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An illegal Power Grab or an Immoral Delegation of Duty?

Budgets and BudgetingElectionsExecutive BranchLaws and LegislationGovernment Debt

Malloy Moves Connecticut Toward A One Branch System of Government.

Up until six weeks ago a Connecticut Governor had the authority to cut (rescind) up to 5 percent of any budget line item without legislative review.

It was an extremely powerful tool to deal with budget deficits.

Six weeks ago, when the Malloy/SEBAC concession package failed to get sufficient votes to become law, Governor Malloy called the Connecticut General Assembly into special session and requested that the Legislative grant him super authority to cut up to 10 percent of any given budget line item without Legislative approval.

Following negotiations between the Malloy Administration and Democratic leaders, a bill granting Malloy the 10 percent authority but limiting that number when it came to municipal aid was adopted and signed into law.

Now the Malloy Administration claims that the Legislature not only gave him the 10 percent rescission authority he requested but ALSO gave him the authority to cut $700 million from the budget regardless of where those cuts come from.

Sometimes there are stories that are so incredible that it takes a few days for the concept to even sink in.

Keith Phaneuf’s story in yesterday’s CTMirror is just such an example.

Here is what happened;

When Governor Malloy’s Plan B Budget Plan was released on July 15, the new Office of Governmental Accountability received a 17 percent cut and the Office of Policy and Management ordered the staffs at the Freedom of Information Commission, Ethics and Elections Enforcement divisions to reduce their budgets by 15 percent.

When Keith Phaneuf asked about the unprecedented and unauthorized magnitude of the cuts to the watch-dog agencies, Gian-Carl Casa, OPM’s Undersecretary for Legislative Affairs told him “We believe that the statute does give the authority to make the necessary reductions…”

Casa went on to say that a section of the new law (Section Eight) allows OPM, with the governor's approval, to reduce expenditures "by the amount of the Executive Branch budget savings" that would have occurred from the concession deal. In this case the amount to cut would be $700 million.

However, in another part of the new law (Section Six) the Legislature updated the existing state statute that grants the governor that authority to make budget cuts. They expanded it from 5 percent to 10 percent of an appropriation but then went on to limit that expanded authority by removing municipal aid from the 10 percent threshold.

When the new law was adopted the meaning seemed pretty clear. In fact, when State Senator Toni Harp, the co-chair of the Appropriations Committee, introduced the bill on the Senate floor she said that the 10 percent rescission authority and the layoffs were needed to balance the budget in response to the failure of the Malloy/SEBAC concession deal.

Now, however, the Malloy Administration is saying that because Section Eight does not contain the 10 percent limit the two sections work independently and the Legislature gave the Governor the authority to cut what ever he deems appropriate when it comes to reducing the budget by the $700 million needed to deal with the failure of the alloy/SEBAC agreement.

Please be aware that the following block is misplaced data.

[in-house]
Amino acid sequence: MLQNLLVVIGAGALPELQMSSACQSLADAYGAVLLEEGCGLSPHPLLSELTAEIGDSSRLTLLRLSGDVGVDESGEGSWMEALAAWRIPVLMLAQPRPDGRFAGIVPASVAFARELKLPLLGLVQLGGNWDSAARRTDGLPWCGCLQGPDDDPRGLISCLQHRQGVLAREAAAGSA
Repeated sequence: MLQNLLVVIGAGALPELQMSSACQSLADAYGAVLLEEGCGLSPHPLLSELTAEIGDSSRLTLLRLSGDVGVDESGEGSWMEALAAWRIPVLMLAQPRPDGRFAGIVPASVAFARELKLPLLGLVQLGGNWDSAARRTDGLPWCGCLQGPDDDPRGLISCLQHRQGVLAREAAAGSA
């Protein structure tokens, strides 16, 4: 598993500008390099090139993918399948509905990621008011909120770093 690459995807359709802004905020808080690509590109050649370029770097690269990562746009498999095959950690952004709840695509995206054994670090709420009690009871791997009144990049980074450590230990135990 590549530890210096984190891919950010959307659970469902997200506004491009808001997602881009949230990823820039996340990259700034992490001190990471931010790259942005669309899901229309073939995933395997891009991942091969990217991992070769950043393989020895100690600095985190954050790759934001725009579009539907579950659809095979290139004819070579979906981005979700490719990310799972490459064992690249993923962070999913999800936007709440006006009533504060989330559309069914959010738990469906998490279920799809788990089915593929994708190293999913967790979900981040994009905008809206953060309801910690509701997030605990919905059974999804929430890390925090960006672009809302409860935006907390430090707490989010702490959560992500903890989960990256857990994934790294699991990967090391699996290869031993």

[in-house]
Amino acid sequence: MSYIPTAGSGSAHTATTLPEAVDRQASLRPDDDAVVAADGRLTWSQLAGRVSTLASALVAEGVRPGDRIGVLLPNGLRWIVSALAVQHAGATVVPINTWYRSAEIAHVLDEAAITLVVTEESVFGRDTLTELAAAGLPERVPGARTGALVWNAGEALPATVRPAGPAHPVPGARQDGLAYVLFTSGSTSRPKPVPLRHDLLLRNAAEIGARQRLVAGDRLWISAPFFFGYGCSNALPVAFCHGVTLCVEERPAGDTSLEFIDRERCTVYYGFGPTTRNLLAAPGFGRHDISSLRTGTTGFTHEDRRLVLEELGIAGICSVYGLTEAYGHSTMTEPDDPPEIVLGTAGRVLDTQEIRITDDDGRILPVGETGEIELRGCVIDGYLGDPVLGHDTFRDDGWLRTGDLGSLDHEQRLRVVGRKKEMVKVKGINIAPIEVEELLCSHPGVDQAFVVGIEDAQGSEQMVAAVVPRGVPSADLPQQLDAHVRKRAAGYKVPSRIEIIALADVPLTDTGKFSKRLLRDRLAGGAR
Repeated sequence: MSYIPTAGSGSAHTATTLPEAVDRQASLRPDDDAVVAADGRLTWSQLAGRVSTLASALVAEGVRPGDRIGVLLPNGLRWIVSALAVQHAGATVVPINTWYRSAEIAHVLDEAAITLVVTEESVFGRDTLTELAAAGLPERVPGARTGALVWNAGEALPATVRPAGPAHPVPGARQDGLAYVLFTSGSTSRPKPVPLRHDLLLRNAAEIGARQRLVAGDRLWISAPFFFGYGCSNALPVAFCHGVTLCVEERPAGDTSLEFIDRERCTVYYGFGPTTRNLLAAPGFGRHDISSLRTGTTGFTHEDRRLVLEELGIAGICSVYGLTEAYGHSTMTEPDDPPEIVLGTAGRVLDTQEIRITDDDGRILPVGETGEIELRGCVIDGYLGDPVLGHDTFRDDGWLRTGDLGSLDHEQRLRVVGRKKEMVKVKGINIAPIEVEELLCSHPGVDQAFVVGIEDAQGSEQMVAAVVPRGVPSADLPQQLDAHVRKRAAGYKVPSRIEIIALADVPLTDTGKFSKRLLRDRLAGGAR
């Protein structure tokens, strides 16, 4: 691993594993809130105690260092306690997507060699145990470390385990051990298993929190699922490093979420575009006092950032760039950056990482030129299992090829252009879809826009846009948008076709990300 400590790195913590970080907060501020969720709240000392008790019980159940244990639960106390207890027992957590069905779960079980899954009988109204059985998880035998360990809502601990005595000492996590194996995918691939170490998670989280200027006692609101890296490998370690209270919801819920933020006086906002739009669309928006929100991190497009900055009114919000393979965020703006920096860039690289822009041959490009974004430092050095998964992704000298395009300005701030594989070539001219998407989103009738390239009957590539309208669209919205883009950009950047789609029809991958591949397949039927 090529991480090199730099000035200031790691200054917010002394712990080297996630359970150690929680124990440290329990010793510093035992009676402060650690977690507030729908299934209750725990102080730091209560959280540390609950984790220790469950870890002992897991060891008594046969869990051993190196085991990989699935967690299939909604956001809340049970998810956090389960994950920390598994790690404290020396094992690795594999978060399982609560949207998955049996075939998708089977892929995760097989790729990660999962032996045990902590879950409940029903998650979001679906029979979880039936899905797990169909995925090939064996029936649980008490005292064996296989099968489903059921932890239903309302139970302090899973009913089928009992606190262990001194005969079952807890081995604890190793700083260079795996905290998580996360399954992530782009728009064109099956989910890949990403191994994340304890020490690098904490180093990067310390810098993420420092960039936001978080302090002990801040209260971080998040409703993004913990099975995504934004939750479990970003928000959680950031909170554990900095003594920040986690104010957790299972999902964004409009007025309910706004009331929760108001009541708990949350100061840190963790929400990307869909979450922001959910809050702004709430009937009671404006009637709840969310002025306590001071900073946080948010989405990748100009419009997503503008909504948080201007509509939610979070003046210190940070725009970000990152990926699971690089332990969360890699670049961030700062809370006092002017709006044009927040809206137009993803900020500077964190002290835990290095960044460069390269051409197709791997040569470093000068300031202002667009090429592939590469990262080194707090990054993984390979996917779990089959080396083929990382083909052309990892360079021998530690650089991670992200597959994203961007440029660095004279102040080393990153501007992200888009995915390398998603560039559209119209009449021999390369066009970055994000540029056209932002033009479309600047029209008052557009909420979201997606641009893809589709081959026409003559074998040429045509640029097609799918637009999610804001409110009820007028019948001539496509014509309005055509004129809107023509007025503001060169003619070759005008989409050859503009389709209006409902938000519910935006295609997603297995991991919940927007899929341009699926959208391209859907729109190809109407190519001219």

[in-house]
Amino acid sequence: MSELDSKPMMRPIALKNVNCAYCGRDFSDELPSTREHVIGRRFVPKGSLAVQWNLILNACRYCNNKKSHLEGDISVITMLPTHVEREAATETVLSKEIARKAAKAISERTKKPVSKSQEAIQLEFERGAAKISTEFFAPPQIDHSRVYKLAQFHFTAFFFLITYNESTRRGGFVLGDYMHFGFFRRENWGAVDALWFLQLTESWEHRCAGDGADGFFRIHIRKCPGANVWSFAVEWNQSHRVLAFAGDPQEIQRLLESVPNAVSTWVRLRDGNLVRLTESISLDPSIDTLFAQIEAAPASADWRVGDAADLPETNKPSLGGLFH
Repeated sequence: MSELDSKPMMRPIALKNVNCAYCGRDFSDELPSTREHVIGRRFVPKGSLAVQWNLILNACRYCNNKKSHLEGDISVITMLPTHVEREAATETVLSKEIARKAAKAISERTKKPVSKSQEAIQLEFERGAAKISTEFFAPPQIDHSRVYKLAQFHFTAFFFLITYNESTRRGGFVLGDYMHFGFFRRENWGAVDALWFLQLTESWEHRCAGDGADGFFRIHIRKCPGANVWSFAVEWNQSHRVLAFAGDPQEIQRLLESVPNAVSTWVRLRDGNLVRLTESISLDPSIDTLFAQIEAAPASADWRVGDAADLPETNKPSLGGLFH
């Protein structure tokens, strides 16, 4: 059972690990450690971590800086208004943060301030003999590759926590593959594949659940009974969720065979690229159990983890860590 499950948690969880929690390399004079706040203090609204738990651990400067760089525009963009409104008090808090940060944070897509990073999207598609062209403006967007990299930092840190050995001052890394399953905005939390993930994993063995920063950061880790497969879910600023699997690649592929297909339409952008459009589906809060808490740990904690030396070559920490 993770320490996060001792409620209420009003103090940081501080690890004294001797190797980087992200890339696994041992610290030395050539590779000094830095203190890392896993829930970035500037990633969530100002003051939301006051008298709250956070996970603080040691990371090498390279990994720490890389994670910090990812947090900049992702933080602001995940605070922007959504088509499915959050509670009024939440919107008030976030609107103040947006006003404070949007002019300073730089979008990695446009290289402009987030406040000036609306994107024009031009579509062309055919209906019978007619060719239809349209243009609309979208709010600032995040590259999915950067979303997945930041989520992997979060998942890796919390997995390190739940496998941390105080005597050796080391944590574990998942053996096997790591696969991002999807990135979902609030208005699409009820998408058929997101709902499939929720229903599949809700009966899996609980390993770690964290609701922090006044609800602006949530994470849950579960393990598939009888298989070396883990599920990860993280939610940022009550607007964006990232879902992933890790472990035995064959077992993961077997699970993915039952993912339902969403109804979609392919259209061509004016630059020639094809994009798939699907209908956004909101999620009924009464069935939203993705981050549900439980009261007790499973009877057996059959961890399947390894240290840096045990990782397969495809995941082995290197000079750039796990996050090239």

In this case, the Malloy Administration claims it was the authority to hit the watch-dog agencies especially hard.

While the focus of CTMirror article is the fate of the watch-dog agencies - with legislators coming to their defense saying that if a concession agreement is reached Governor Malloy should immediately restore funding to these good government programs - the underlying issue is even greater and a far more serious threat to how Connecticut state government functions.

Senator Toni Harp told the CTMirror that the legislature’s intent was clear. Governor Malloy DOES NOT have the authority to cut an agency budget by more than 10 percent.

The Office of Policy and Management disagrees and not only claims that it does have the authority but is actually implementing that authority.

In fact, the OPM undersecretary goes on to tell Phaneuf that they are not prepared to say what will happens if the agreement is approved.

His actual quote was “Right now we're dealing with the reality of not having an agreement…We will revisit the budget in light of vacancies, retirements and other things if that has changed."

That leaves us with two critical questions.

(1) Are the Malloy Administration’s actions an illegal powers grab or was it an immoral delegation of duty by the General Assembly?

And knowing how government works in Connecticut it seems highly unlikely that the Malloy Administration discovered their new power and utilized it without telling anyone, so

(2) Did the Democratic leaders know the bill they were voting on gave Malloy this incredible power away and they didn’t tell their fellow legislators or did the Malloy Administration inform the leaders after the fact that they were interpreting the new law in this absurd and arguably illegal way and the Democratic Leaders remained silent in the face of that power grab.

Read Keith Phaneuf’s story here: http://ctmirror.org/story/13559/larger-dispute-looms-over-concession-vote

Copyright © 2014, The Baltimore Sun
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